Monday, February 28, 2005 æ
RSVPing is such a white thing to do, like camping, tanning and BYOB.
Although I can understand the reasoning behind each of the above concepts, know that I won't ask you to do any of them.
Unless everyone will be taking "heroic doses" of mushrooms, I won't go camping with you and your family. I will not go to the beach and tan because I don't need a tan. I won't tell you to bring your own booze, because I have lots. I will never ask a friend to RSVP. I will personally ask you if you are coming or not.
And if you're white and thinking "I know lots of brown people who camp, tan, rsvp and byob!", you're wrong. So wrong. White culture is not the global culture.
Thursday, February 24, 2005 æ
"I woke up driving and screaming." is the first line in the first story of Twelve Times Lost, a collection 12 short stories by Kevin Fanning.
Back in 2002 kfan offered the "photocopy run" print in exchange for candy instead of money. I sent him some Kinder Surprise because it's banned in the US.
I never kept my copy of Twelve Times Lost on my bookshelf. It's really just some paper folded in half and doesn't really have a visible spine; on a bookshelf it would get lost between other books and I'd never see it again.
A book about being lost shouldn't be on a bookshelf.
Twelve Times Lost was something I definitely wanted to read again, so I hid it. I hid it underneath something, where it wouldn't be visible, but would be easy to find when I would clean up my room. That would give me an excuse to stop everything and re-read it, since no one really wants to clean anyway.
I thought it would be fun and clever to hide it again and repeat this process twelve times. This would probably be a better story if I did do that. There really was no point to being fun and clever.
Instead I put it my bedside table, in the second drawer underneath a really nice notebook I got for a present a long time ago that I've always meant to write in but never have because it's too nice, but mostly because I don't know what to write. I read Twelve Times Lost when I feel lost. I can find it whenever I want.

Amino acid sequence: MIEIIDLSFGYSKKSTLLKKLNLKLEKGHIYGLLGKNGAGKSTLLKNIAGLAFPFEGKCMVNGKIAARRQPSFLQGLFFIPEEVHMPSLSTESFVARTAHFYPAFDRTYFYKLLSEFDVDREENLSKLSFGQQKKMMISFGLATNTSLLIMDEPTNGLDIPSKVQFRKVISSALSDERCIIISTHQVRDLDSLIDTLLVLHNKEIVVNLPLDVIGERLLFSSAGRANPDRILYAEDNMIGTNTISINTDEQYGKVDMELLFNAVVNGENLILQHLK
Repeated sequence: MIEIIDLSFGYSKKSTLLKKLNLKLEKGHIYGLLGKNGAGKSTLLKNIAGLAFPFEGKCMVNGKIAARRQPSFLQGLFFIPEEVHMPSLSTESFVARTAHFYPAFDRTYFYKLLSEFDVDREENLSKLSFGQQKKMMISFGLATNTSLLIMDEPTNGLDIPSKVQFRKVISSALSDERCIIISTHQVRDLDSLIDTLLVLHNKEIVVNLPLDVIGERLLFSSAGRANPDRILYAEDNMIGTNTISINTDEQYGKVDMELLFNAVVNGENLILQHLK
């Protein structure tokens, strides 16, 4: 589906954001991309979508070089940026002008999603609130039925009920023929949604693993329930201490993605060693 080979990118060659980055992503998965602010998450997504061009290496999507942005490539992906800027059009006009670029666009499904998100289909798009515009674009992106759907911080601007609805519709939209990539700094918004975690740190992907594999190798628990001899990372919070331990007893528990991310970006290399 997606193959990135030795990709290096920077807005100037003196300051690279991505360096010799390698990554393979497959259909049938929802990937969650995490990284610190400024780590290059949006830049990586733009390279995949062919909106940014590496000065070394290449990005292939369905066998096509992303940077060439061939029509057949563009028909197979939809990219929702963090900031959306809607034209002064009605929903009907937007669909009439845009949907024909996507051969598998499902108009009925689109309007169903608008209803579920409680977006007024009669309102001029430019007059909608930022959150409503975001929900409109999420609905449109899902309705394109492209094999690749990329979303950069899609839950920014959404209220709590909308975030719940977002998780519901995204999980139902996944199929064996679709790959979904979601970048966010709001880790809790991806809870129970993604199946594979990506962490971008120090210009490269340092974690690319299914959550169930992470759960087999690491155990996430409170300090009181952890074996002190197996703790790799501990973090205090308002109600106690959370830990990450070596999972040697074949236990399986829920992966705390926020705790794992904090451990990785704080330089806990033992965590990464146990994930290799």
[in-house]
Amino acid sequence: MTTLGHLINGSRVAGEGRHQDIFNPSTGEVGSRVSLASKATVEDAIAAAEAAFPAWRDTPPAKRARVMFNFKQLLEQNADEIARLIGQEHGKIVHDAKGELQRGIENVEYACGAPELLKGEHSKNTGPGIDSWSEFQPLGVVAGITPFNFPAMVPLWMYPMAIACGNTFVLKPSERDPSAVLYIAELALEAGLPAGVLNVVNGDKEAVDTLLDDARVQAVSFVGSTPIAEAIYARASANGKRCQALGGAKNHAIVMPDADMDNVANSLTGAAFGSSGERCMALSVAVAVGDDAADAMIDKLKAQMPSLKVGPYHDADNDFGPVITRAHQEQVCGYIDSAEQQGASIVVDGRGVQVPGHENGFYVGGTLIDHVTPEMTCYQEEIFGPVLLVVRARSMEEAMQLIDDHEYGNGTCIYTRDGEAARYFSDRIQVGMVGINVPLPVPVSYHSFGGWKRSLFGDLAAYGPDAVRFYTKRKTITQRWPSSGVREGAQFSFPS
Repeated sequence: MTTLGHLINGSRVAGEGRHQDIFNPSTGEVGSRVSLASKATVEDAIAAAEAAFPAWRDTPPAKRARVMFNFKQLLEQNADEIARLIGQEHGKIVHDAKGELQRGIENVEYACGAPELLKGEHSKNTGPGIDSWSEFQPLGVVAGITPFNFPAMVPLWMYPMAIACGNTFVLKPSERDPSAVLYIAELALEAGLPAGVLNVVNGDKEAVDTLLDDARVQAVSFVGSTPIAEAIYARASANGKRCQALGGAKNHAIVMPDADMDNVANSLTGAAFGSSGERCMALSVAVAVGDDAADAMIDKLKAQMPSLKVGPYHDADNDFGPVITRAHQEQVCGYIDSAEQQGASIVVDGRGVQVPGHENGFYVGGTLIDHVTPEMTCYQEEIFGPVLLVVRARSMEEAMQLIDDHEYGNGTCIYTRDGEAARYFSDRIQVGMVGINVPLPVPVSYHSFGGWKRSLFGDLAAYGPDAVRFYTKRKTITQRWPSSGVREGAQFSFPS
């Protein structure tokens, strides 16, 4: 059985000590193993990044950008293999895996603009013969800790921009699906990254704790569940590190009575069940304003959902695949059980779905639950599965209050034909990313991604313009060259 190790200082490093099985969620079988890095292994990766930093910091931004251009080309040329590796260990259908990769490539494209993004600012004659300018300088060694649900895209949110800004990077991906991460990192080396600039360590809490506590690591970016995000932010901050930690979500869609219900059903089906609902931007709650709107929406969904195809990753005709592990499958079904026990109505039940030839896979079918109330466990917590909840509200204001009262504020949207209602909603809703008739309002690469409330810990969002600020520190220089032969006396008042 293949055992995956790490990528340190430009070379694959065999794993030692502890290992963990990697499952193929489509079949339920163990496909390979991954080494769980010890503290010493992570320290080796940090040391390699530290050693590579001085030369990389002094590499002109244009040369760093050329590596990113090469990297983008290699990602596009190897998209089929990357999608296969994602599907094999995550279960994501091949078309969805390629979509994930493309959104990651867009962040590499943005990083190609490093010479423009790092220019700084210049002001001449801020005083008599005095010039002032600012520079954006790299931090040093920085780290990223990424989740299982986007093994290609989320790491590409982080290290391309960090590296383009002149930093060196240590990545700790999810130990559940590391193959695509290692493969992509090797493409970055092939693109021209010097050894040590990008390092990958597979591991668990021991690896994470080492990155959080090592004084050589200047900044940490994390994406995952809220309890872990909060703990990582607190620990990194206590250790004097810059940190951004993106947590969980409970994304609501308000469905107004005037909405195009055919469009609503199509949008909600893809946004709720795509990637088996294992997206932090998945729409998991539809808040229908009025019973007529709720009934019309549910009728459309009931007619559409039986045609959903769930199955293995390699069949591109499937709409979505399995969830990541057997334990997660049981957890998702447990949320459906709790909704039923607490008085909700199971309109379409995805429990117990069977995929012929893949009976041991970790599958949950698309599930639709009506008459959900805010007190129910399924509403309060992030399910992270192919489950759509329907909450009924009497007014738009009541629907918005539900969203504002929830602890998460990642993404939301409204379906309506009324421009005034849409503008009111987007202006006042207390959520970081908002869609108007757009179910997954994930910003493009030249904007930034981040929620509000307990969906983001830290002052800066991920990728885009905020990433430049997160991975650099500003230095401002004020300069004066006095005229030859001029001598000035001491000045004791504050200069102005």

Twelve Times Lost is now back in print and availble from So New Media for only $5 including shipping. It really is some of kfan's best work. This one will go on my bookshelf. I'll keep the photocopy run under my notebook.
Thursday, February 10, 2005 æ
Today I am very sad to hear about the passing of Nick Kilroy, photographer of Zabriskie Point, and founder of Kin Records.
In July of 2003, Nick emailed me to tell me that he liked my site and the photos I had posted at the time. He also wanted to tell me about the photolog he just started, Zabriskie Point. He wrote,
"Zabriskie Point is a place for images that have recently fallen out of my camera. Words and meanings are few, I like the images to speak for themselves. It's named after both the visually stunning film by Antonioni - highly subjective and indulgent, albeit enjoyably so - and the remote Borax mine in the centre of death valley. My aim is to achieve a similar purposelessness."
He also mentioned to check out his main site, and that it was his label and that said that I'd be hearing about it soon.
We briefly exchanged a few more e-mails about photography and starting a label. He said it was easy and sent me a few links. After that exchange I thought nothing of it and continued visiting his site and enjoying his spectacular photography. The photos were always so surreal and haunting. Enjoyably so.
Cut to the summer of 2004 or so, I start hearing some buzz about a Canadian band called Junior Boys. I do a little searching and I find out that it was Nick who discovered them and released their album Last Exit on his label Kin Records, the very label he promised I'd soon hear about. I remember thinking "how fucking cool is that?". I was proud of him. Some stranger who e-mailed me out of the blue. He said it and he did it. It was a small, good moment.
This morning reading on Pitchfork about his passing threw me for a loop. I didn't know him, but he was somebody I admired, for his beautiful photography, for his excellent taste in music, and for being the kind of person who follows through and doing what he said he would.
Reading through all the comments at ILM, it's comforting to read about how much of a positive impact he had on so many people through similar exchanges just by his sheer enthusisam and determination.
Even though he many not have wanted in it in his art, but in his life, Nick Kilroy was someone with a purpose. And as Philip Sherburne thoughtfully points out, somebody who mattered.
Rest in peace, Nick.